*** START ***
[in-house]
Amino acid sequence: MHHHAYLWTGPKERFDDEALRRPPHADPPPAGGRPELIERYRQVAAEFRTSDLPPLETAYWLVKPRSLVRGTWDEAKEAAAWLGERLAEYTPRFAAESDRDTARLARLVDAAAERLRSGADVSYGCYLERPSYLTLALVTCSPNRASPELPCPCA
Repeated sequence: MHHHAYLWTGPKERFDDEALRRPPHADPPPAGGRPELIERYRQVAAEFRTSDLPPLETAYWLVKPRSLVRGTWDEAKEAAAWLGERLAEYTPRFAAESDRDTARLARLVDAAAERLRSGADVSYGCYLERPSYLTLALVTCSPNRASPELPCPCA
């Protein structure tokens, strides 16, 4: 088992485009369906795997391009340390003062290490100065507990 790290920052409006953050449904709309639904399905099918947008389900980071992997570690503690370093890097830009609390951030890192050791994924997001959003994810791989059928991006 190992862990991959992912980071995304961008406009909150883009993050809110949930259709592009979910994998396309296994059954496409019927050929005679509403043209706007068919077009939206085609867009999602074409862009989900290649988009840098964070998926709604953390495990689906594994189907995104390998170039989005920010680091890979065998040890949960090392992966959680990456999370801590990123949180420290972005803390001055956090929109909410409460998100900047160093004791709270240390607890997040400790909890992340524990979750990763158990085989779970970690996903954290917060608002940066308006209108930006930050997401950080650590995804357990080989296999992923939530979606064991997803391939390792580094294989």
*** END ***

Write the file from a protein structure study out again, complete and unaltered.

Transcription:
[in-house]
Amino acid sequence: MHHHAYLWTGPKERFDDEALRRPPHADPPPAGGRPELIERYRQVAAEFRTSDLPPLETAYWLVKPRSLVRGTWDEAKEAAAWLGERLAEYTPRFAAESDRDTARLARLVDAAAERLRSGADVSYGCYLERPSYLTLALVTCSPNRASPELPCPCA
Repeated sequence: MHHHAYLWTGPKERFDDEALRRPPHADPPPAGGRPELIERYRQVAAEFRTSDLPPLETAYWLVKPRSLVRGTWDEAKEAAAWLGERLAEYTPRFAAESDRDTARLARLVDAAAERLRSGADVSYGCYLERPSYLTLALVTCSPNRASPELPCPCA
């Protein structure tokens, strides 16, 4: 088992485009369906795997391009340390003062290490100065507990 790290920052409006953050449904709309639904399905099918947008389900980071992997570690503690370093890097830009609390951030890192050791994924997001959003994810791989059928991006 190992862990991959992912980071995304961008406009909150883009993050809110949930259709592009979910994998396309296994059954496409019927050929005679509403043209706007068919077009939206085609867009999602074409862009989900290649988009840098964070998926709604953390495990689906594994189907995104390998170039989005920010680091890979065998040890949960090392992966959680990456999370801590990123949180420290972005803390001055956090929109909410409460998100900047160093004791709270240390607890997040400790909890992340524990979750990763158990085989779970970690996903954290917060608002940066308006209108930006930050997401950080650590995804357990080989296999992923939530979606064991997803391939390792580094294989």